I woke up in the morning to some interesting dialogue on Twitter. Apparently Scott Mcknight has a new book, which I have not read, and it is getting some attention for his polemics around “skinny jeans” and “pleated pants” Christians’ understanding of the kingdom of God. It is not those categories that was controversial, but rather his actual claims about what the kingdom of God is, or isn’t. This is not a review of his book, I do not plan on reading or reviewing the book, so you must go elsewhere for that. However, I did want to problematize the main point I saw in a review David Fitch, a friend and seminary colleague of Mcknight, brought attention to in his book. The claim Mcknight supposedly made was that the kingdom of God is the Church, and that there is no kingdom of God outside of the Church. That is an echo of Cyprian from the 3rd century, but applied in a new way, to the kingdom of God in this contemporary case, which needs brief responding to.

It should be no surprise that I see this read as both irresponsible and problematic as an interpretation. I will argue based on my reading of the Jesus narratives in scripture and with strong support from an early Church teaching, pointing to a different understanding of the kingdom of God than Mcknight does. Furthermore, by attempting to make such a claim, I suggest it diminishes the particularity of Jesus’ own poetic descriptions of the kingdom of God in the parables, the very content I assume Mcknight is mostly drawing from in his book to come to such conclusions.

Before the primary critique, it should be said that Mcknight is not completely wrong on everything. First, my take is that he understands that there are very real spatial realities to be considered when discussing the kingdom of God, though “geopolitical” is problematic because it moves us back to a place of dominating land and space. The kingdom of God is something present in particular spaces. Secondly, a kingdom inevitably does include both a king and a people in particular spaces. It seems that Mcknight does not want people to lose sight of the King and people that make for a kingdom. These points are not insignificant, and to completely lose sight of those things does cause room for other problems. However, we cannot draw a clean line from the realities of earthly kingdoms to that of the kingdom of God. It is precisely the fact that the kingdom of God, as it was revealed and announced by Jesus, surprised and shocked many, helping us understand that it must not be assumed or predicted ahead of time as though we can expect from general common sense what it would be. Rather, only after careful attentiveness to the gospel narratives, read alongside the least of these in community, can we begin to venture to say something meaningful about the kingdom of God.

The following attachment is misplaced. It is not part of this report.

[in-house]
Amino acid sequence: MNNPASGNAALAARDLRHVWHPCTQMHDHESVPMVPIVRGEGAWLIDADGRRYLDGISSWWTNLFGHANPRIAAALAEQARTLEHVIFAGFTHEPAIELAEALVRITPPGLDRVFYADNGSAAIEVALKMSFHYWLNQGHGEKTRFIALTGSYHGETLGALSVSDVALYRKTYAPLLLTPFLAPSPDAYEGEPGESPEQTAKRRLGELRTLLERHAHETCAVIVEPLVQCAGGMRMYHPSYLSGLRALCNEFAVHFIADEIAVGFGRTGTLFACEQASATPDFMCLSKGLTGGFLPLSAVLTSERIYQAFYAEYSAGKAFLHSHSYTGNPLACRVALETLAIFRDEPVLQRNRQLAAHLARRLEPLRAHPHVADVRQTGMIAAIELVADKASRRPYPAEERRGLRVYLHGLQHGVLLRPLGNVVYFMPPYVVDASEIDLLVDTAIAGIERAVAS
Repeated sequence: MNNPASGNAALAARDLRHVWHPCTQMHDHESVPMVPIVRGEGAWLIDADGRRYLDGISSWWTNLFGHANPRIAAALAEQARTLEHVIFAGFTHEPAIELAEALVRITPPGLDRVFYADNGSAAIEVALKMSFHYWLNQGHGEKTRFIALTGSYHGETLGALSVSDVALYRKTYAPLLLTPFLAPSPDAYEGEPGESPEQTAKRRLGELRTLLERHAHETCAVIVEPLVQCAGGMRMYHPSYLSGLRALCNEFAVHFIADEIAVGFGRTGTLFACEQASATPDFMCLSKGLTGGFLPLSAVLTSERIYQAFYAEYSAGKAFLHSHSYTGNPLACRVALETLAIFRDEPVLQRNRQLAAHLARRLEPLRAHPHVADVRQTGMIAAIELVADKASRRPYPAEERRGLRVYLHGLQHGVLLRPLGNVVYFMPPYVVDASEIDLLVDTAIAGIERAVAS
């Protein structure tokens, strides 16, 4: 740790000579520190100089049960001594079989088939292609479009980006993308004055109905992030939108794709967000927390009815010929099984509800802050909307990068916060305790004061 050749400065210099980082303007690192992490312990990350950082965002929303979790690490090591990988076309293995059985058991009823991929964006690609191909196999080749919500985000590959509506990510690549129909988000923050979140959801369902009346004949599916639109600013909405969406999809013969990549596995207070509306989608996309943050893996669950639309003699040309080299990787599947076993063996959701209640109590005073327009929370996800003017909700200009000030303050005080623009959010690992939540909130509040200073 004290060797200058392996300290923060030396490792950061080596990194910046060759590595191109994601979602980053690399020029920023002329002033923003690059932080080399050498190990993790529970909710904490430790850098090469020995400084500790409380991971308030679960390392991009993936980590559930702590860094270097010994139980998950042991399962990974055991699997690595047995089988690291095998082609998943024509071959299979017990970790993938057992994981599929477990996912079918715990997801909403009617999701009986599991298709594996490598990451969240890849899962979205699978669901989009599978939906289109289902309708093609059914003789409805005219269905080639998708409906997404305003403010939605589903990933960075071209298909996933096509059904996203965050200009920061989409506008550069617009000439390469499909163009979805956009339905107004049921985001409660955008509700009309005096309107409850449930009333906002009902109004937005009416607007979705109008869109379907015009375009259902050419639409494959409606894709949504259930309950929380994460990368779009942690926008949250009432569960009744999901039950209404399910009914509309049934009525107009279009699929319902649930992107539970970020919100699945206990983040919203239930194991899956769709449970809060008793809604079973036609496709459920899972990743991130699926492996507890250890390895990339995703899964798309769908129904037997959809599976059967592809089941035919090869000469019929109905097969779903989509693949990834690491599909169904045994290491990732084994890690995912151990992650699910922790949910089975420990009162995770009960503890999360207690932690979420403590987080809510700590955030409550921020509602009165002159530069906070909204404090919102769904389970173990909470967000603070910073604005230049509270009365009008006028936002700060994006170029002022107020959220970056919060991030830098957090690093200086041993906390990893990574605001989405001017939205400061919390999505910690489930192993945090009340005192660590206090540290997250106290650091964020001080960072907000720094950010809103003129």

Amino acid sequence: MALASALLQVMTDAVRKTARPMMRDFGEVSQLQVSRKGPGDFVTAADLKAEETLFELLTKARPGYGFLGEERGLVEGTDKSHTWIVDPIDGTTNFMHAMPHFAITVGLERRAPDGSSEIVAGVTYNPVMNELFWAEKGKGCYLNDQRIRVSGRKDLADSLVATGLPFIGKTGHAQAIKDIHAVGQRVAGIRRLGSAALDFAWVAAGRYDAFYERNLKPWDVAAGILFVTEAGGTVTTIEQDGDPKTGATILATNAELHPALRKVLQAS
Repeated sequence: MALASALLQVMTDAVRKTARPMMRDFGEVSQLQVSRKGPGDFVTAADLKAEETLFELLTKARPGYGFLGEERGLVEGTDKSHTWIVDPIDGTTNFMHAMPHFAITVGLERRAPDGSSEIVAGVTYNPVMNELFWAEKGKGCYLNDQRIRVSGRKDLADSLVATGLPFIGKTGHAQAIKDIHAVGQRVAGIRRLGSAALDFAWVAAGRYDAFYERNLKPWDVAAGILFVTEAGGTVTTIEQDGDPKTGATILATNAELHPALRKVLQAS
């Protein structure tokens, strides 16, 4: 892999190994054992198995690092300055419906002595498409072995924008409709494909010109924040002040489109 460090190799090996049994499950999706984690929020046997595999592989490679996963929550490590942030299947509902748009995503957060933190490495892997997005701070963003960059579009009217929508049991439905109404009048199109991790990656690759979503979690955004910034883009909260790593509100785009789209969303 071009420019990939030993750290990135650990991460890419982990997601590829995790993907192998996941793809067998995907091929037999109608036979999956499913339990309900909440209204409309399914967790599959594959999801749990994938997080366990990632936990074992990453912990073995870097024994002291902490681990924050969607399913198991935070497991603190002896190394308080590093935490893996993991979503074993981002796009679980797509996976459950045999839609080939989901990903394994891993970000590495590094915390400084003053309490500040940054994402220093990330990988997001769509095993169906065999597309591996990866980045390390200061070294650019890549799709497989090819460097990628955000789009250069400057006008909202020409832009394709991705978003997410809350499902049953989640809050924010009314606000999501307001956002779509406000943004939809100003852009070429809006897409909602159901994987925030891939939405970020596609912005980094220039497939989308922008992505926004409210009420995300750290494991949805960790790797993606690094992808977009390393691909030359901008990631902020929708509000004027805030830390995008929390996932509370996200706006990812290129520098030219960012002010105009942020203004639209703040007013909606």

One of the big stumbling blocks for McKnight seems to come out of him falling into ‘churchology’. That is, McKnight here is operating out of a weak Christology and Pneumatology in relation to his understanding of the kingdom of God, which inevitably slips him away from ecclesiology and into churchology. Ecclesiology is about being called out, to gather around Jesus the crucified One as his people, and to embody the life and teachings of Jesus together. On the other hand churchology takes for granted the presence of Jesus, as a matter of fact (for whatever theological reasons), and the alignment of God’s mission and will, with any particular gathering or institution. Churchology is dangerous. It is a new-Christendom for the 21st century, in which a community assumes that they are part of what God is doing in creation, just because they think so.Ecclesiology realizes how easy it is to lose Jesus along the way (Luke 2:41-52), to have him on the outside of what we’ve got going on (Luke 3:19-20). The kingdom of God is not automatic for a gathered people who call themselves Christian, nor is it confined by the limits of Christian gatherings.

Simply put, the kingdom of God is anywhere King Jesus is present in any particular place.The most important thing to remember about the kingdom of God is not the Church (though there is close association between the two) but it is Jesus himself. For this reason Origen famously described Jesus as “autobasiliea”. Jesus embodied the reign of God all by himself! That means that wherever Jesus is present, the kingdom of God has come near! Now certainly the Church should be a place that Jesus is truly present, a space in which people are reorienting their lives and social arrangements according to the reality of the Messiah. Yet we know that is not always the case.

Read the end of the post here.